Massachusetts is looking for solutions to curb peak hour use throughout the Commonwealth by granting nearly $4.7 million to 9 pilot projects. Peak demand throughout Massachusetts is four-percent of its total yearly energy load, yet accounts for over 40 percent of its total energy costs. The granted projects will integrating renewable energy and natural gas sources with energy storage battery systems and high efficiency management software to reduce the use of expensive and inefficient peaker plants, which are only brought online during peak demand periods.
“Massachusetts is proud to be a national leader in energy efficiency programs that reduce overall consumption and we are committed to continuing our work to improve energy costs disproportionately affected by times of peak demand,” said Governor Charlie Baker (D). “The demonstration projects funded through these grants will strengthen our innovation economy and provide the Commonwealth with a roadmap for reducing our most expensive energy loads and securing our energy future.”
Testing the integration of rooftop solar arrays and energy battery storage systems could significantly reduce peak time electricity use in Massachusetts. eCurve, receiving a $179,500 grant will combine its power demand management software with Advanced Microgrid Solutions’ (AMS) energy storage technology at four of Kohl’s retail locations. The software platforms’ performance with be evaluated at stores with and without rooftop solar installed, which will allow controlled and variable comparisons.
Through the Massachusetts Department of Energy Resources’ (DOER) Peak Demand Reduction Grant Program, nearly $2 million was allocated to funding projects to decrease the need for the state and utilities to invest in grid transmission updates. Additionally, over $2.7 million was granted to projects that will test solutions to reduce transmission loss, explore wholesale capacity markets and reducing utility customer’s costs.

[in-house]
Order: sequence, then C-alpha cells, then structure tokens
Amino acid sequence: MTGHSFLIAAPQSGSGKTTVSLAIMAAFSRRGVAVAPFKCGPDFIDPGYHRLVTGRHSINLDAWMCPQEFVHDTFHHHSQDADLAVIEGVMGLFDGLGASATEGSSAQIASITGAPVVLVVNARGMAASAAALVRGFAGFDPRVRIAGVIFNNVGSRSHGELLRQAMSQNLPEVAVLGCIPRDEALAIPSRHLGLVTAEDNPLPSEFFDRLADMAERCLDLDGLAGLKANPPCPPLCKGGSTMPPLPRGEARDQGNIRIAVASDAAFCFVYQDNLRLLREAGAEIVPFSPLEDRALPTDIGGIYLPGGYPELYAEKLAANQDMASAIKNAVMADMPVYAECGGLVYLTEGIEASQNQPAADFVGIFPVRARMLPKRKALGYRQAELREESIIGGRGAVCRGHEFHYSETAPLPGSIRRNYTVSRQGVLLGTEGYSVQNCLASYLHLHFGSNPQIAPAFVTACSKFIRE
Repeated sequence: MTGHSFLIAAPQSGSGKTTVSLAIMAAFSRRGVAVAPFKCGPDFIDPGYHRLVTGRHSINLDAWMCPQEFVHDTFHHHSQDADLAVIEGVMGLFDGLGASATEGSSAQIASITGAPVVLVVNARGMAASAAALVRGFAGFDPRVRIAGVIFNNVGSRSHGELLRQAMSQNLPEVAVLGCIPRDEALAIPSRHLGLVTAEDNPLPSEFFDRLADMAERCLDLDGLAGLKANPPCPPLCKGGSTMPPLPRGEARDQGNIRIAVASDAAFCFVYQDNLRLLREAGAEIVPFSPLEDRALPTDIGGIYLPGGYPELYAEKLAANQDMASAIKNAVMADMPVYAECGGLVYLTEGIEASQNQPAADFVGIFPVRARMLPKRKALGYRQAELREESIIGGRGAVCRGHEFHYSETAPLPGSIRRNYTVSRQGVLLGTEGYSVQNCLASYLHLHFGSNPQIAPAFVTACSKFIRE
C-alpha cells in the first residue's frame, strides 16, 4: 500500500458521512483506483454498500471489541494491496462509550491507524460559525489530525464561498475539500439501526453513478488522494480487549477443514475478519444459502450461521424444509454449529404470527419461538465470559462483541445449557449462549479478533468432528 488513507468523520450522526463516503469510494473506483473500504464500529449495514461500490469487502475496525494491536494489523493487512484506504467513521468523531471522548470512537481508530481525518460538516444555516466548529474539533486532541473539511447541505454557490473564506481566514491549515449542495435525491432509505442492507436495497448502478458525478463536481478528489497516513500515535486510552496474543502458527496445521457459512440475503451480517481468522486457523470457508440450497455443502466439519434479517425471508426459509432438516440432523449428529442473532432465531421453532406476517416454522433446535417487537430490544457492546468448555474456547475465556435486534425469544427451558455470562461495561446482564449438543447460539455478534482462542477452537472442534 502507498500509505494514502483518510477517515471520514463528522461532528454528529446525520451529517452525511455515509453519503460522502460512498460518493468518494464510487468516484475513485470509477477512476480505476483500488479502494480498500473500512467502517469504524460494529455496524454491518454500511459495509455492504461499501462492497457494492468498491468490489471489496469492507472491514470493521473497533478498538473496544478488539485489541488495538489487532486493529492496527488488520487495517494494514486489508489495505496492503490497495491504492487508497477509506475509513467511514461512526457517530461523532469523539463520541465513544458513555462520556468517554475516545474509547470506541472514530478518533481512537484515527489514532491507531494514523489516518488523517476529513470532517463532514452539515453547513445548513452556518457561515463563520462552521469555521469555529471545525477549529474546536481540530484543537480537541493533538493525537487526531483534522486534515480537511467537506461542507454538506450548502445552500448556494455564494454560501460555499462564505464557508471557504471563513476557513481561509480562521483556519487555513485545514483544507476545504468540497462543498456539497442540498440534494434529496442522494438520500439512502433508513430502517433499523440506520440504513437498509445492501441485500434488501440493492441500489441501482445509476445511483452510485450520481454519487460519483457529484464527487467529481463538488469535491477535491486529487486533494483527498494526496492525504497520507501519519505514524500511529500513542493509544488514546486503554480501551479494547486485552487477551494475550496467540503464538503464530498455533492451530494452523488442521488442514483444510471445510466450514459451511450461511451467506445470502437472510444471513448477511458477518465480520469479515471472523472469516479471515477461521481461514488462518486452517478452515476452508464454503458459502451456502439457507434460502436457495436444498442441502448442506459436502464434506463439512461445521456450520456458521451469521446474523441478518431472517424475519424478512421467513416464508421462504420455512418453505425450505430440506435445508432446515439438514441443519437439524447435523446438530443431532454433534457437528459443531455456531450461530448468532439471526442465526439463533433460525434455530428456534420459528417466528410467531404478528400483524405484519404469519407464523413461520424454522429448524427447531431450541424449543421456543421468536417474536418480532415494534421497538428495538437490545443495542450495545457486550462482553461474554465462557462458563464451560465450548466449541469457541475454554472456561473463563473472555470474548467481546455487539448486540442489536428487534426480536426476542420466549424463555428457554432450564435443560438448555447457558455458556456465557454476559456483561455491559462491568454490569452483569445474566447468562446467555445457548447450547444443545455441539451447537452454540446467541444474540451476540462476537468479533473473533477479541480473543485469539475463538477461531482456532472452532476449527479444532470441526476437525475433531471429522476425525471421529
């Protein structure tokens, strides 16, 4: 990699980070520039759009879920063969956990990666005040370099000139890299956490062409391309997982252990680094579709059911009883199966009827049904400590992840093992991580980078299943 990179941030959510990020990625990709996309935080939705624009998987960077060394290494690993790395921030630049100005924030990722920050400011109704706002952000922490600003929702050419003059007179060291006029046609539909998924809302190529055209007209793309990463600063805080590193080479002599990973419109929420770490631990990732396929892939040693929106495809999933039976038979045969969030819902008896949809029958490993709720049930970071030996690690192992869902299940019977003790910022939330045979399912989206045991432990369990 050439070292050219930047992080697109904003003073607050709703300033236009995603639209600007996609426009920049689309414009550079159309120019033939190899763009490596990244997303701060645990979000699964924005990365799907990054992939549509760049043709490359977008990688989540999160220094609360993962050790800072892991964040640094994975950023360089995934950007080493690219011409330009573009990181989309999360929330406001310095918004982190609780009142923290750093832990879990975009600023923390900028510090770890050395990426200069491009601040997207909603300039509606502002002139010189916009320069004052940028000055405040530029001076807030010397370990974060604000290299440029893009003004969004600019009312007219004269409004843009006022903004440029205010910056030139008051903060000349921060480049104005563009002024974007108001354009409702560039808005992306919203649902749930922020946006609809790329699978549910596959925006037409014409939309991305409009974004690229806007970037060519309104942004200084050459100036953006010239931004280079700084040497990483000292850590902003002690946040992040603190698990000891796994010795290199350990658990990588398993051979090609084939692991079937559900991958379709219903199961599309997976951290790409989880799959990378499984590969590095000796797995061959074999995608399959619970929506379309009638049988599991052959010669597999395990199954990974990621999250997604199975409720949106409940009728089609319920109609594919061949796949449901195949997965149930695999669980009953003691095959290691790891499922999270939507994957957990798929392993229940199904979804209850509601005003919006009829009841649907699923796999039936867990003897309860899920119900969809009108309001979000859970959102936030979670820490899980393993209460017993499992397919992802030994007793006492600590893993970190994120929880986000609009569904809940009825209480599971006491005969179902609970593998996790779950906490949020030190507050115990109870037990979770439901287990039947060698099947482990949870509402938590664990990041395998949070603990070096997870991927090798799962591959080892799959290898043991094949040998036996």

“These projects represent another important step towards a clean, affordable and resilient energy future for the Commonwealth,” said Department of Energy Resources Commissioner Judith Judson. “By funding projects that focus on a wide variety of ratepayers, residential, commercial, and municipal, today’s grants will lay the groundwork for reducing peak demand statewide.”
The other 8 awardees have a diverse range of solutions to reduce peak demand throughout the state. For instance Tesla, granted $996,455, will partner with National Grid to study and quantify the benefits of peak demand reductions. Additionally, Fraunhofer Center for Sustainable Energy received two grants totaling $363,000 to evaluate customer opinions about installing devices to monitor peak reduction in households and to deploy a program to reduce natural gas use during peak demand hours.Tweet